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By Jeff Stearns | STAFF
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Sipping on Spanish wines
By Geoff Bland

Spain is a large and diverse country with a long history of wine production.

However, when you mention Spain to most American wine drinkers, they tend to think of sangria or sherry. While both of these are worthy products from Spain, the reality of the Spanish wine scene is much richer and certainly worthy of exploration. It is important to understand that the climates of the various wine-growing regions are quite different, with each subject to various influences, whether from the sea, mountains or simply elevation. It is this variation that leads to the incredibly diverse range of Spanish wines available.

Rioja is perhaps the most famous of Spanish wine regions. Located in north-central Spain, it lies along the Rio Oja, from which it derives its name. The river begins in central Spain and flows to the Mediterranean, which provides the major climatic influence: Warm by day and cool by night, it is perfect for grape production. 

The local Tempranillo grape is the backbone of the famous reds of this region. These wines are full-bodied, dry reds that see various levels of oak aging. Typically, they show dusty red fruit with notes of wood and spice. The more substantial wines can age gracefully for a decade or more. Try the robust 2000 Lealtanza Riserva, $27, a succulent red that shows complexity from extended aging.

The Penedes area of Spain, just to the south of Barcelona, is famous for production of Cava, the delicious Spanish sparkling wine that is produced by the same methods employed in Champagne. They use local grapes such as Xarello and Macabeo, although in recent years more Chardonnay is being used. These wines vary from simple and inexpensive to some higher-quality wines that rival Champagne at a fraction of the price. 

Cava may be produced as a white sparkling wine or as a Rose. Try the delicious Leopardi Brut Rose, $23, for an incredible taste experience: rich and complex, with the body of a red wine and the refreshing style of a sparkling wine. From this area, as in many areas of Spain, we get delicious, full bodied, dry, still Rose wines. Served chilled, these are incredibly fun wines for spring and summer. Try the 2009 Pares Balta Rose, $13. It is deep, salmon pink in color with explosive red cherry and currant fruit.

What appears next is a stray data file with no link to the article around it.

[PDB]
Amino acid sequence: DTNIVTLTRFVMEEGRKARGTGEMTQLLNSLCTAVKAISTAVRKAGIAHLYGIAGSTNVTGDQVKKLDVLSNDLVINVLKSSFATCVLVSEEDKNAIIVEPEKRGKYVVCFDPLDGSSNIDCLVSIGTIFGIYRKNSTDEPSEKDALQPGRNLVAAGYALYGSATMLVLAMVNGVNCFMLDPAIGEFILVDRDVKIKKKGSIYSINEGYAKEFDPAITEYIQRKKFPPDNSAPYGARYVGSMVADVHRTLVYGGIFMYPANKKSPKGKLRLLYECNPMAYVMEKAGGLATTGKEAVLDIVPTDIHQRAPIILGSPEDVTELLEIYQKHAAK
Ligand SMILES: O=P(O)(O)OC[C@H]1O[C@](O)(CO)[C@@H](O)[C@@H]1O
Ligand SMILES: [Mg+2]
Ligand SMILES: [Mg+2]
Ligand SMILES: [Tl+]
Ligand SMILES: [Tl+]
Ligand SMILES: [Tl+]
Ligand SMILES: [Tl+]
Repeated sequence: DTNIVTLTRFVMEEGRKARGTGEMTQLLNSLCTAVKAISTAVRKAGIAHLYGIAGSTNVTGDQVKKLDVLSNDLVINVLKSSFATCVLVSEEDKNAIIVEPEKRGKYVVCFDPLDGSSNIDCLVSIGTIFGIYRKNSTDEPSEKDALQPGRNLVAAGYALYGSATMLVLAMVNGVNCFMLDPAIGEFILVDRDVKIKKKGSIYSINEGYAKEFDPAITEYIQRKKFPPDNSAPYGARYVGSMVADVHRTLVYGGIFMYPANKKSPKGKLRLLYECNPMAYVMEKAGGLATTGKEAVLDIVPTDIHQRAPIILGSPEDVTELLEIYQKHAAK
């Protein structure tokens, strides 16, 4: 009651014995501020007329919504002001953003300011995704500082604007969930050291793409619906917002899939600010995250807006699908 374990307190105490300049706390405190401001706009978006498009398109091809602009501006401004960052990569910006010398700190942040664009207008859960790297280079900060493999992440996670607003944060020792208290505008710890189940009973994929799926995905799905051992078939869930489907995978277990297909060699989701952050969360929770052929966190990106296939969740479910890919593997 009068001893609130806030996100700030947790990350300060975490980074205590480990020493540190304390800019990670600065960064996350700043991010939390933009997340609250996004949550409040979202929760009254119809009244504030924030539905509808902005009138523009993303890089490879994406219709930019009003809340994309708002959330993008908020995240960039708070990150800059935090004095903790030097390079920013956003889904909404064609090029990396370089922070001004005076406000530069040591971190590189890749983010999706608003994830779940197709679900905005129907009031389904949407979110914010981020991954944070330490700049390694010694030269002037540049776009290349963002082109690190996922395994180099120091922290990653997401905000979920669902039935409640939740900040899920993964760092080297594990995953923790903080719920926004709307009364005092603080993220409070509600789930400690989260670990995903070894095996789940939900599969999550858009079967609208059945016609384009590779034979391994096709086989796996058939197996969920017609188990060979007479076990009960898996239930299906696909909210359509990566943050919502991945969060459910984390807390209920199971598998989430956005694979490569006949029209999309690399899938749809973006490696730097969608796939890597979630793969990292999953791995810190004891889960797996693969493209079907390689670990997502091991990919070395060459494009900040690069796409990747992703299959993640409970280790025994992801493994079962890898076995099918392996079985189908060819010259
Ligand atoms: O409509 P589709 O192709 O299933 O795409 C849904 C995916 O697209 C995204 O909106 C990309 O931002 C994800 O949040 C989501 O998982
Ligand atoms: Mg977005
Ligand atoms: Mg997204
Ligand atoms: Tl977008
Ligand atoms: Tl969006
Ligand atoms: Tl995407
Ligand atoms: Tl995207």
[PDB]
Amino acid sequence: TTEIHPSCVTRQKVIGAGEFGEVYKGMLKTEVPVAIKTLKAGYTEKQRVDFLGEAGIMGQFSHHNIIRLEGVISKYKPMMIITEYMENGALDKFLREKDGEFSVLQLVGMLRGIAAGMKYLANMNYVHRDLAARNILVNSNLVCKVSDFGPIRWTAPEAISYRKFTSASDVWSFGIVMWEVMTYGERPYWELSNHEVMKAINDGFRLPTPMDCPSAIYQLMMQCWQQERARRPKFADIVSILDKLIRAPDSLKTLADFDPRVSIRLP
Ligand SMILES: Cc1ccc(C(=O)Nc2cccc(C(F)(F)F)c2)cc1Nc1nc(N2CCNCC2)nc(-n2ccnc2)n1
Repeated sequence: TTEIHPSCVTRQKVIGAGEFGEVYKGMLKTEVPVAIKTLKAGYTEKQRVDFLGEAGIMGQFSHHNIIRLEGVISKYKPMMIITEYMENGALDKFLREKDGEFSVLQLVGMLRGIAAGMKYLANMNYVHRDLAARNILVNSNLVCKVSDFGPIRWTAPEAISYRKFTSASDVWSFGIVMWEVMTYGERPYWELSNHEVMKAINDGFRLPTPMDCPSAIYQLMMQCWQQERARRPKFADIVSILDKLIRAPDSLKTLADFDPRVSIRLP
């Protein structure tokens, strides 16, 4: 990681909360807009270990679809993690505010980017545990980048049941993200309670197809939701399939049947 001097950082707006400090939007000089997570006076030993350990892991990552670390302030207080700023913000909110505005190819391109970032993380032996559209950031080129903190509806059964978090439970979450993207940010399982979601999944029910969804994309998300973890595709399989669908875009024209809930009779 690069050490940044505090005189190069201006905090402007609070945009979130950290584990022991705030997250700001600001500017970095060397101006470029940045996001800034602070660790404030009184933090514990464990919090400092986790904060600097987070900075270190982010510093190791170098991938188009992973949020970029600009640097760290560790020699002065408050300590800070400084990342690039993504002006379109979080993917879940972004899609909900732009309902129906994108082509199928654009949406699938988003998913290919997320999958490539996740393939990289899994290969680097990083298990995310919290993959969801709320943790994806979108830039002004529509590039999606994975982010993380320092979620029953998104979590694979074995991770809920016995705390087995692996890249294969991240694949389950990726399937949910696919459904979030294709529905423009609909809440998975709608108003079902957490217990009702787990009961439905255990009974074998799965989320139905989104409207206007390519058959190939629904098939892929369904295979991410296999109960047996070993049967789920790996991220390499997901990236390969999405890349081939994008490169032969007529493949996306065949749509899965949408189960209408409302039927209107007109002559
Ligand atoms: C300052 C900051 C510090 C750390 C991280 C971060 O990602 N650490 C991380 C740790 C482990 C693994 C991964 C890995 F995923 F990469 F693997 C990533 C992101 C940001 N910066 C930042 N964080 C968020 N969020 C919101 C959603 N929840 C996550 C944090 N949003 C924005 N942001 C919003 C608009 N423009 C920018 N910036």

Moving a little to the south and a bit inland, we find the Priorat region — home to some of Spain’s priciest and most sought-after wines. Priorat is a mountainous region with many old, steeply terraced vineyards that require intensive hand cultivation, adding expense to the wines. Historically, Garnacha and Carignan were the major grapes, although in recent years Cabernet, Merlot and Syrah have been planted in the region. 

The 2006 Ardevol Anjoli Red, $25, is an affordable introduction to Priorat. Ruby red color with bright-red fruit and notes of tobacco and spice, it’s perfect with grilled meats.

If you can envision Priorat as a doughnut hole, then Montsant is the doughnut around the hole as it encircles Priorat. The grapes used are similar, but land is less expensive and cultivation a little easier, leading to excellent wines at fair prices. 

The 2007 Coca I Fito Jaspi Negre, $19, is a wine I was introduced to by some people who visited the region and loved the wine. 

The majority of the wines discussed have been red. That is what made Spain famous, and I could go on about many other great red-producing areas. However, for the sake of parity I will mention a couple of the delicious whites from Spain. 

The 2008 Shaya Verdejo, $15, is from the region of Rueda in western Spain. The vines are very old and produce a crisp, aromatic white with a bouquet of Kaffir lime followed by notes of fig, citrus and mineral. Crisp and refreshing, it is a perfect summer white. 

Finally, I must mention the whites from Galicia in far-northwest Spain. This is a cool, green region along the Atlantic coast that is famous for producing crisp whites from the local Albarino grape. The area off the coast holds some of the richest shellfish beds in the world, and Albarino is the perfect accompaniment to shellfish or grilled baby octopus. Try the lush and delicious 2008 La Cana Albarino, $17, to experience the magic of Albarino. 

To close, we come back to sangria: a delicious concoction for summer parties. It is possible to buy it premixed, but it is a shame to do so when it is so easy to make. I love the following recipe.

  • 1 bottle red wine
  • 1 lemon, cut into wedges
  • 1 lime, cut into wedges
  • 1 orange, cut into wedges
  • 2 tbsp of sugar
  • 1-2 shots of orange liqueur
  • 1 cup of strawberries
  • 1 cup diced pineapple
  • 1 bottle of inexpensive Cava, or you may replace with ginger ale 

Mix wine in large pitcher with citrus fruit, squeeze the wedges to release the juice, add sugar and orange liqueur, mix and refrigerate overnight. Add Cava/ginger ale, pineapple and berries with ice before serving. It is the overnight mixing that allows the flavors to marry each other and become more delicious. Enjoy often but in moderation.

Story published Friday, May 7, 2010 ( Volume 5, Number 3 )

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